I’ve been asked, several times now, if I could provide a collection of all the tips I’ve done. If you’re one of those people, I haven’t been ignoring you. Just trying to figure out the best way to do it. Over the next few weeks I’m going to create a few compilations of related tips starting with a few handy utilities I think everyone should know about. Next week we’ll move on to Microsoft Office and then wrap up with some web and other miscellaneous stuff at the end.
Take a look and let me know what you think of this idea?
Google Advanced Search: Probably the first place many of us start when we need something is Google. If you’re not familiar with this advanced search option, stop what you’re doing and go there now. You’ll be glad you did. With greater control over search options you’ll get much better search results. | http://www.google.com/advanced_search
If you’d like a good overview of how Google searches work and the operators you can use, check out this “How to be a better Googl-er” presentation.
Everything Search Sometimes it’s harder to find the stuff you already have on your own PC. This handy search tool searches file names crazy-fast, as you type. You’ll usually find your file with a few keystrokes. If you’ve ever gone for a cup of coffee while waiting on the built-in Windows search you’ll love this. | http://bit.ly/aVXPac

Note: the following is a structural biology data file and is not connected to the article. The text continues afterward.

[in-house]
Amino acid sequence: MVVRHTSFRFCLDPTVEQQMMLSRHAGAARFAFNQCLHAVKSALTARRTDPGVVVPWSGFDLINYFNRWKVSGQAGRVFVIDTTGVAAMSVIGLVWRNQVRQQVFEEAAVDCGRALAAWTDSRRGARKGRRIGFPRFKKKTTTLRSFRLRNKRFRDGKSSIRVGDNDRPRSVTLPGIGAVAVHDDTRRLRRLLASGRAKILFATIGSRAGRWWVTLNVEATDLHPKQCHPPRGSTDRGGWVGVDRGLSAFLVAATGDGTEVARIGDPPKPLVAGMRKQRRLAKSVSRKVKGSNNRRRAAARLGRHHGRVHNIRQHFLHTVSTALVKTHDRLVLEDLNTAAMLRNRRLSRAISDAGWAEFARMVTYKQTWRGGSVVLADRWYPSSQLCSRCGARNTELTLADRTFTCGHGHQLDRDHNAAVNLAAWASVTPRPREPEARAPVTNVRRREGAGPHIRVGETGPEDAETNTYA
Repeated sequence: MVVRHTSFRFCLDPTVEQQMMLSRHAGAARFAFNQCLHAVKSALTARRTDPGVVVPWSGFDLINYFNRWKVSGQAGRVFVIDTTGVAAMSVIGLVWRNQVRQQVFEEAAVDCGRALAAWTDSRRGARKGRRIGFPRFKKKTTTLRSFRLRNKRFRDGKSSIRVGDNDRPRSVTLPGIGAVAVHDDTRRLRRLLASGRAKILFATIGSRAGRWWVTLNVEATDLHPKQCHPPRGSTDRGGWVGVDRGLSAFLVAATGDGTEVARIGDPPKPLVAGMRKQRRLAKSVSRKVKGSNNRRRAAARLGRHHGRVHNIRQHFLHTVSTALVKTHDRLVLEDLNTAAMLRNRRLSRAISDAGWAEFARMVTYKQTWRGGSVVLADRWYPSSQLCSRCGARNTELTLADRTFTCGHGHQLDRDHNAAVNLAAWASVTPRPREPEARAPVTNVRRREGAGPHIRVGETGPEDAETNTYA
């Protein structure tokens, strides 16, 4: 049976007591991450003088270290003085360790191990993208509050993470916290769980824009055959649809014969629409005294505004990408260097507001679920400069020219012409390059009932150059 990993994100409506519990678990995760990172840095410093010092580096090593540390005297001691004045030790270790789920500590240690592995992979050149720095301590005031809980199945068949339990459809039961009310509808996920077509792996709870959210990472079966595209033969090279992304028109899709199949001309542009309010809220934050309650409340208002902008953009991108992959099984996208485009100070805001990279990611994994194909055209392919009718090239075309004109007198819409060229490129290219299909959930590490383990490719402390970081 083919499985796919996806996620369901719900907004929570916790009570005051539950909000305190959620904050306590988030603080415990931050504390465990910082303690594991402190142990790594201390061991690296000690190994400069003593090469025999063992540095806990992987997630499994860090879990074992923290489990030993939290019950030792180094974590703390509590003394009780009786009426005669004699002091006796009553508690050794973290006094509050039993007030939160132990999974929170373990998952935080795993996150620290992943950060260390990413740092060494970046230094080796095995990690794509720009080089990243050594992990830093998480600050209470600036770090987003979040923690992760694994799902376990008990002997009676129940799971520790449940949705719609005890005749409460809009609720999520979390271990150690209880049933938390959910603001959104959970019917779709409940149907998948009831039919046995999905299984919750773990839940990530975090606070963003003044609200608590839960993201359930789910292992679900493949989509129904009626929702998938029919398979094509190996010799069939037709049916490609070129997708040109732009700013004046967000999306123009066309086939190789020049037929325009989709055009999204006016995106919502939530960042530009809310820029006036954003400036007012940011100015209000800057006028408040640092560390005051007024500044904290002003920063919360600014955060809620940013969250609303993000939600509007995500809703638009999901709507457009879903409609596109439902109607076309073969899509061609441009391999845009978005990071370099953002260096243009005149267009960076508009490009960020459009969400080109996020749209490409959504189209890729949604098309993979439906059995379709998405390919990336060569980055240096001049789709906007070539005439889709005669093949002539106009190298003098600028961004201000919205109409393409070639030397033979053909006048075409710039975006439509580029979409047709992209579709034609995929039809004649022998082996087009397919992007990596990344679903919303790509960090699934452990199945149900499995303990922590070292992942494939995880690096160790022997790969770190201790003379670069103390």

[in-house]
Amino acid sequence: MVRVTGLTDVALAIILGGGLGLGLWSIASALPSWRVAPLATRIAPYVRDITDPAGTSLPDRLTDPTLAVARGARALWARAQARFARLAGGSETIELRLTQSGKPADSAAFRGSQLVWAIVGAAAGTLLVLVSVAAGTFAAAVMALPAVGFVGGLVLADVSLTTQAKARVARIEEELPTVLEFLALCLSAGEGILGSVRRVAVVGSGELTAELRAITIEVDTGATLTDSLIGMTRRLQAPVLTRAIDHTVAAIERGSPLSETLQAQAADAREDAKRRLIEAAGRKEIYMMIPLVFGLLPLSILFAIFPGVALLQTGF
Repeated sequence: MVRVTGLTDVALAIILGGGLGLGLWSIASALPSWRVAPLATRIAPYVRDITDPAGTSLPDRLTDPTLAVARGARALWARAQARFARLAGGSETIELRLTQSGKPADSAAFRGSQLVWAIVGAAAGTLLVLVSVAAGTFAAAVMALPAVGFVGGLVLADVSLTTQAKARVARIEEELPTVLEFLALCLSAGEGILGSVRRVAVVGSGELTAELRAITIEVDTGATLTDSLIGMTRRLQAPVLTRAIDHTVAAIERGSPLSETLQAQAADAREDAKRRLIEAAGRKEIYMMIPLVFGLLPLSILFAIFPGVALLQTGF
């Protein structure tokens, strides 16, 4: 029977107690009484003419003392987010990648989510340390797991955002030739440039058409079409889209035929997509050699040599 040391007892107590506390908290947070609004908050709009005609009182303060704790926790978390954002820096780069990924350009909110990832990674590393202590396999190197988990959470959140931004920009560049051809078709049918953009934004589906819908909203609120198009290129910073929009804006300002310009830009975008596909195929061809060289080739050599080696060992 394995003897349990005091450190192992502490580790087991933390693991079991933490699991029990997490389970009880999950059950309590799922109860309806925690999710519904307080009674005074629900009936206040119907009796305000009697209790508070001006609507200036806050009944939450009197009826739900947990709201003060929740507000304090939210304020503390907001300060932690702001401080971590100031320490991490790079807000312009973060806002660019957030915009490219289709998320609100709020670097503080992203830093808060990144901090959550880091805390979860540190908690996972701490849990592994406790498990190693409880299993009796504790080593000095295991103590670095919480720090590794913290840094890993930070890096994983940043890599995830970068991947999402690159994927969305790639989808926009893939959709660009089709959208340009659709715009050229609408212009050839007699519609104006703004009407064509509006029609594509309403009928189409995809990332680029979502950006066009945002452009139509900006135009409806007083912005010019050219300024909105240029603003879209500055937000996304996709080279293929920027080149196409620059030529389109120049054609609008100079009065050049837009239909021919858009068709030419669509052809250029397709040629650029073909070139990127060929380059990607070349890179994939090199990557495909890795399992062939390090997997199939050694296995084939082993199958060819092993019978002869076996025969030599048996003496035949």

Sometimes you just need to capture what you see on your screen. Whether it’s sending an error message to the help desk or something for a training document., being able to take a good screenshot will probably help us all at some point.
For super quick and dirty captures these Print Screen tricks are probably good enough. If you do a lot of screenshots you’ll probably want a better option. If you find yourself taking a lot of screenshot you’ll definitely want something better than that. SnagIt is about as good as it gets but costs about $50. Their are about a zillion free ones that are also good. I like FastStone Capture. Cropper is another good free one.
Office Compatibility Pack
Beginning with Office 2007, Microsoft changed the file formats for Word, Excel, and PowerPoint. If you haven’t encountered one of these new document types yet you probably will soon. This add-in allows older versions of Office to access the new formats. Note that you won’t have access to any of the new features and your documents may look slightly different than the original. Grab yours here.
That’s just a start — what are your ‘must have’ items? I’d love to hear what things you couldn’t do without.